Thursday Seminar - “The Fabrication of Borders: Tailoring, Triangulation, Territoriality in Italy and Beyond, 1340-1760” & short presentations from term Fellows


Thursday, October 13, 2016, 6:00pm


Gould Hall

During this seminar, Emanuele Lugli will explore the overlooked relationship of fashion and cartography in constructing notions of territoriality. Through either tailoring patterns or triangulation operations, both practices relied on geometrical schemes to construct a measured sense of place. Through a comparison of the two, this seminar will reflect on early modern ideas concerning statecraft and habitat.


Emanuele Lugli (PhD, Institute of Fine Arts/NYU 2009) teaches at the University of York and writes about Italian art, with an emphasis on metrics, scale, exactness and imprecision, speed and inertia, and the ongoing challenges to art history posed by network and complexity theories. He has published a book on the spatial and cultural revolution brought about by the metric system in Napoleonic Italy (Unità di Misura: Breve Storia del Metro in Italia, 2014). He has been a post-doctoral fellow at the Kunsthistorisches Institut-Max Planck Institut in Florence and visiting professor at the University of Cologne.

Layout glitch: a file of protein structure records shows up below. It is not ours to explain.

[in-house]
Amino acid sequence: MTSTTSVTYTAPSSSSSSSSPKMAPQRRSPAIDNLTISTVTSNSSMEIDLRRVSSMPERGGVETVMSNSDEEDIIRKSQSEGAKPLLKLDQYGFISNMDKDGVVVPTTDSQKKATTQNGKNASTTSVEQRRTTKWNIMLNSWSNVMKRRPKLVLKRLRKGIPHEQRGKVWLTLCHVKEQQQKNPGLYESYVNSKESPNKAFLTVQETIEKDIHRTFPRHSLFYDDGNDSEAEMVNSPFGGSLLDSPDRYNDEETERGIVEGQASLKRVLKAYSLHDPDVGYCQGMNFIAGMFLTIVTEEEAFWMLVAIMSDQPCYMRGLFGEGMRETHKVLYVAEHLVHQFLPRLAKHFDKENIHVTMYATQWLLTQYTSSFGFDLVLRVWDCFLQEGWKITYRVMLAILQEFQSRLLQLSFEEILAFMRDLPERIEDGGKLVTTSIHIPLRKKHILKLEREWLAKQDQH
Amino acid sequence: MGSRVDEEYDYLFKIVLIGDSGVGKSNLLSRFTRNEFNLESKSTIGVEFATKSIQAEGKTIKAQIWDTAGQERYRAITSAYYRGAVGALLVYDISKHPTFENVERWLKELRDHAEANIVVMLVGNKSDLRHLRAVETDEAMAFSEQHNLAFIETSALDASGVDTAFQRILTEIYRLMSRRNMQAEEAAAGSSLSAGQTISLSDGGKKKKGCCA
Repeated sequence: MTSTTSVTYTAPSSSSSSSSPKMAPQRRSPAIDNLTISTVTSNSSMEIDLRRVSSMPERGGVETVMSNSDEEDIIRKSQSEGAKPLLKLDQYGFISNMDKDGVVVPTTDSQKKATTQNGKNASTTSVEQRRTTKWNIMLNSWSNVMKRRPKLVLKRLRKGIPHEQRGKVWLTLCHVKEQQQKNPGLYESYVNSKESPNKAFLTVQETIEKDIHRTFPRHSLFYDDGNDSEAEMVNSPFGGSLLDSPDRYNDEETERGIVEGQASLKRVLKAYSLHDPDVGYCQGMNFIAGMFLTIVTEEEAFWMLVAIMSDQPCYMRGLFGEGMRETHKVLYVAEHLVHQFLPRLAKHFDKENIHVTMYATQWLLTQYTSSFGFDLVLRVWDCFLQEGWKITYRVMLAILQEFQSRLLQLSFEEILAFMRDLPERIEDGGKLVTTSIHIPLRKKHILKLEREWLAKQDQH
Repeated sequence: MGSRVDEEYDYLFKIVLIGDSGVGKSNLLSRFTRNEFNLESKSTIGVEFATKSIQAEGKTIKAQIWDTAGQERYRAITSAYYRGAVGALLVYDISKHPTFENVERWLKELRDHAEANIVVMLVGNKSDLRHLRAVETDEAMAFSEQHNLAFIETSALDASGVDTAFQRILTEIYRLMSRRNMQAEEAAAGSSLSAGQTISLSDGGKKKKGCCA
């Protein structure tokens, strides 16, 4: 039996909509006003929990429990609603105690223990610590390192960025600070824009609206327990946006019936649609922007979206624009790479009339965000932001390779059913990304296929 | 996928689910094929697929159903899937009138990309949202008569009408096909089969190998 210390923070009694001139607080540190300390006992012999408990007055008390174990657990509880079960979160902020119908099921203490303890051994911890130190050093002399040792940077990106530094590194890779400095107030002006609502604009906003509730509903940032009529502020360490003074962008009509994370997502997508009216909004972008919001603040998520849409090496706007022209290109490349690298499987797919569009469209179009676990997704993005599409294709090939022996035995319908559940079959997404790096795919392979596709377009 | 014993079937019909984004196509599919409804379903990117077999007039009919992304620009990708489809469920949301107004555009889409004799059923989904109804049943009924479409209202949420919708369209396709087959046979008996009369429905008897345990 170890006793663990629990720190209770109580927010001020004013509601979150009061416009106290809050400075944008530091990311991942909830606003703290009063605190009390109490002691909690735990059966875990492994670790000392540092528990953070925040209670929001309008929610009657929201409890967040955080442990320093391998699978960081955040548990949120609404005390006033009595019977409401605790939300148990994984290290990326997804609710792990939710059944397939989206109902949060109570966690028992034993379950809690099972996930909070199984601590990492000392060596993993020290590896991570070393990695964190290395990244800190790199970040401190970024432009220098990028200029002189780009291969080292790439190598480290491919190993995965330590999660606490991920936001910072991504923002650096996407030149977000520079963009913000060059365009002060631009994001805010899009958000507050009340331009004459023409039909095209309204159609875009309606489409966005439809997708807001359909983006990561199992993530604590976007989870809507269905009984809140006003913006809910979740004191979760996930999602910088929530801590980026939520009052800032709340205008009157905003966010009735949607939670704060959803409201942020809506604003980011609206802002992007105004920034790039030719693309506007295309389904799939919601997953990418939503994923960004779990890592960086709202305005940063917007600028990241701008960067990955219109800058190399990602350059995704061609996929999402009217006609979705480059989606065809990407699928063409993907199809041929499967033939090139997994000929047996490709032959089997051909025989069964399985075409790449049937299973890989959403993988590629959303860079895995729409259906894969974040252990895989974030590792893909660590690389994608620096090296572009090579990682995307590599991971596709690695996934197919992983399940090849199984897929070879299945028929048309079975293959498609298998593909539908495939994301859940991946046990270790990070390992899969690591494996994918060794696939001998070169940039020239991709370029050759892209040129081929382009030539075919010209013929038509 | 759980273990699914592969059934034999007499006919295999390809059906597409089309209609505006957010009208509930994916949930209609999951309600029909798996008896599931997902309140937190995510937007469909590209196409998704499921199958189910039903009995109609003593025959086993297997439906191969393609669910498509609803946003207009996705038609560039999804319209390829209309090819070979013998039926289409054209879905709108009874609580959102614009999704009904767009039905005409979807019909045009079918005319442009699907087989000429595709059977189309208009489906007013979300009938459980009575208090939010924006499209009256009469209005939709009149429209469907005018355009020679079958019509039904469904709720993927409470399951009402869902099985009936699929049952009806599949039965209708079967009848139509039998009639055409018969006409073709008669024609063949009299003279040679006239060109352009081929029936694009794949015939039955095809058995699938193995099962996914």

This Thursday Seminar will be followed by short presentations from term Fellows Ruth Abbott, Irene Backus, Ingrid Greenfield, and Nimrod Reitman